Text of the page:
Additional Tips on Learning the Notes on the Guitar Fretboard
There are various methods to learning the notes on the guitar fretboard, however, I believe using the above exercises will allow you to learn them the quickest. There are also a few additional tips and tricks I wanted to mention regarding learning the notes on the guitar fretboard.
- Remember that all notes on the 5th and 10th fret are natural notes (i.e. no sharps or flats). Make special note of this to help give you your bearings as you ascend and descend the fretboard.
- Practice the above exercises with an online metronome. Start out slow (60 bpm) and gradually increase the speed as you feel more comfortable.
- Really try to listen to the notes as you play them to help your brain associate that fret position with the particular sound it produces.
- Use the dotting system on your guitar to help you more easily move up and down a certain amount of frets. Most guitars have dots at frets: 3, 5, 7, 9, 12, 15, 17, etc.
Benefits of Mastering the Fretboard
If you’re still fairly new to the guitar, you may be asking yourself “what are the benefits of mastering the fretboard”. This is a great question. Being comfortable with where the notes are on the fretboard will come in handy for a few reasons:
- Chords – Chords are moveable and can be played in many different variations across the fretboard. This is commonly referred to as the CAGED system. Knowing where each note is on the guitar fretboard will allow you to easily move to your desired root note and play the chord. This is especially useful for barre chords and power chords. To learn more about guitar chords, read our Most Popular Beginner Guitar Chords article.
- Scales – Similar to guitar chords, scales are also moveable up and down the guitar fretboard. Knowing where the root note of the guitar scale you want to play is will allow you to easily practice that scale or use it for guitar soloing or riff creation purposes.
- Guitar Soloing – This goes hand in hand with scales. If someone is playing a song in the Key of C, knowing where the C notes are on the guitar fretboard will allow you to easily solo over that song. Combining this knowledge with knowing a few scale patterns will boost your guitar soloing skills incredibly. Check out the list of our list of best guitar solos to get started.
Fretboard Memorization Tools
The following section is a list of awesome fretboard memorization tools. Use these tools if you don’t have a guitar around or just want to further practice memorizing the fretboard notes.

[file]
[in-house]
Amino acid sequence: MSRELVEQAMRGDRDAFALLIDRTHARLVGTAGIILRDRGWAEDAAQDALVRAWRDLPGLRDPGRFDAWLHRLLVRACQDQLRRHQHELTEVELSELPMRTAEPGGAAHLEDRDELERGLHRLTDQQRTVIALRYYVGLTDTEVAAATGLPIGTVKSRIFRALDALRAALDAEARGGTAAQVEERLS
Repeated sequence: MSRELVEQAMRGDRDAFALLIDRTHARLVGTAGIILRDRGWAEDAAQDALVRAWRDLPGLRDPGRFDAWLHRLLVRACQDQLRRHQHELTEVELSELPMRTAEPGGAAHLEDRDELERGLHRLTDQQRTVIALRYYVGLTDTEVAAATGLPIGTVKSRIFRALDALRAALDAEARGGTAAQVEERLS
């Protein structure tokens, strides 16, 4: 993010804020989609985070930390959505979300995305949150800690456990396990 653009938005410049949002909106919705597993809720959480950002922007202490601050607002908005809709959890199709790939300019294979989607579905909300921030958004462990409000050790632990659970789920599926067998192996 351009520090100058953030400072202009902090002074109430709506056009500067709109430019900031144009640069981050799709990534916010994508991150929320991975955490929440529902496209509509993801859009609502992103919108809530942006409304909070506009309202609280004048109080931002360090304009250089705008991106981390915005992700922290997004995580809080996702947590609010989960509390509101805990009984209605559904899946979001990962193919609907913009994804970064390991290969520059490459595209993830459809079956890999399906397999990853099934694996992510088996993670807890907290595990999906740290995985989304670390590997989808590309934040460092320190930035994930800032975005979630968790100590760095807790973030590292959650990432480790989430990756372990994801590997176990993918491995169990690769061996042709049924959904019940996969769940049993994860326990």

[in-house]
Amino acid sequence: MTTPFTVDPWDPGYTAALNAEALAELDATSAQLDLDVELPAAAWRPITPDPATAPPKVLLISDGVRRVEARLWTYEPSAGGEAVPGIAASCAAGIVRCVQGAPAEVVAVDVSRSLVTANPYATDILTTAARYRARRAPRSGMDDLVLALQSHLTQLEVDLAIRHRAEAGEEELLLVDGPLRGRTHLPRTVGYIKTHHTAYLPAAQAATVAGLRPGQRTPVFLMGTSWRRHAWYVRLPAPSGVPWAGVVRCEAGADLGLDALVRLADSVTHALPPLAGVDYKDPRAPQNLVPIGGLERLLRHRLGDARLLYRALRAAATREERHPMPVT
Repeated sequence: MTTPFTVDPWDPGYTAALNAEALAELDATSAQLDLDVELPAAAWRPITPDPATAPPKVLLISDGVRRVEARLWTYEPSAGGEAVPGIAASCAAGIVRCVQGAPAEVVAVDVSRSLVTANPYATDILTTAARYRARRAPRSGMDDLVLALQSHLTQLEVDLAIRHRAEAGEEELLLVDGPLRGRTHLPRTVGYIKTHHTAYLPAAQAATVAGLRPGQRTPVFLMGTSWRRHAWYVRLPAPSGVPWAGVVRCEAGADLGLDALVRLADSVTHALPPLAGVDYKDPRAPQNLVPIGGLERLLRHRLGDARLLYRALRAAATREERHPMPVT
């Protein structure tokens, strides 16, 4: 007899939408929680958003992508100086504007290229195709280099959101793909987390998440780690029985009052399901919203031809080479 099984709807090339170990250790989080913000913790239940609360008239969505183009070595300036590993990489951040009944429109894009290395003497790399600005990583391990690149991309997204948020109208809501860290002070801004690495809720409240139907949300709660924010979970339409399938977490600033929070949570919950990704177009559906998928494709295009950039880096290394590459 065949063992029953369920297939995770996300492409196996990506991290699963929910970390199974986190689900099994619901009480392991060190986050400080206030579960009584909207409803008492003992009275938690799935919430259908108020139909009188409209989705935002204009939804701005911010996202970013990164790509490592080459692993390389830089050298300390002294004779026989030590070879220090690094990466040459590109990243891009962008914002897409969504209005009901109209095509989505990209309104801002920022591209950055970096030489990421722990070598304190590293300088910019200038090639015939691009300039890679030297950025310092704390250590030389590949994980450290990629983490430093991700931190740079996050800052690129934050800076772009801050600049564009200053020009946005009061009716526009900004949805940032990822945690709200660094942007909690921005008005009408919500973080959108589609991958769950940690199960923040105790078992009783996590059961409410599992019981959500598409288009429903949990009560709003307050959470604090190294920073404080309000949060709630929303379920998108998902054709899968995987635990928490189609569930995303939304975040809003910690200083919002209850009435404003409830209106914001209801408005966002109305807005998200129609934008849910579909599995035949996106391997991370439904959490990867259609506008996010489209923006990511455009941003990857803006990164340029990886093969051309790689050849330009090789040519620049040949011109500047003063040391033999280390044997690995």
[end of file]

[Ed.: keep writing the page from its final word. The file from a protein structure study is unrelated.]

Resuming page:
I would also recommend challenging yourself before and after the completion of the 13 days of exercises above to see how much faster you are at identifying notes.
- Fretboard Cyber Trainer – This is a great tool for checking your fretboard note knowledge. It acts more or less as a game as it gives you a certain amount of time to identify the fretboard notes and based on how many you got right in that amount of time it provides you with a score. This is a great tool for keeping track of your progress based on your score. You also have a few other options including the ability to section off a certain portion of the fretboard as well practice through specific note types (e.g. natural notes only, open strings, etc).
- Fretboard Note Identification – This tool is somewhat similar to the fretboard cyber trainer above. With this tool, you also have the ability to section off only certain frets of the fretboard, start a challenge mode, switch to a left-handed fretboard, etc.
- Fretboard Note Decal – This product is a little different from the previous two tools mentioned. This fretboard note decal is a collection of little stickers that you would place at every note along the fretboard of your guitar. This can be helpful for those who aren’t yet familiar with the guitar’s fretboard but still want an easy way to visualize the notes.
That’s it! Now you should have all the tools and exercises necessary to learn the notes on the guitar fretboard in no time.
Learning the guitar’s fretboard notes is no easy task. It takes time and dedication. But trust me, once you learn it, you’ll unlock a whole world of potential and so many aspects of music and theory will begin to make a lot more sense.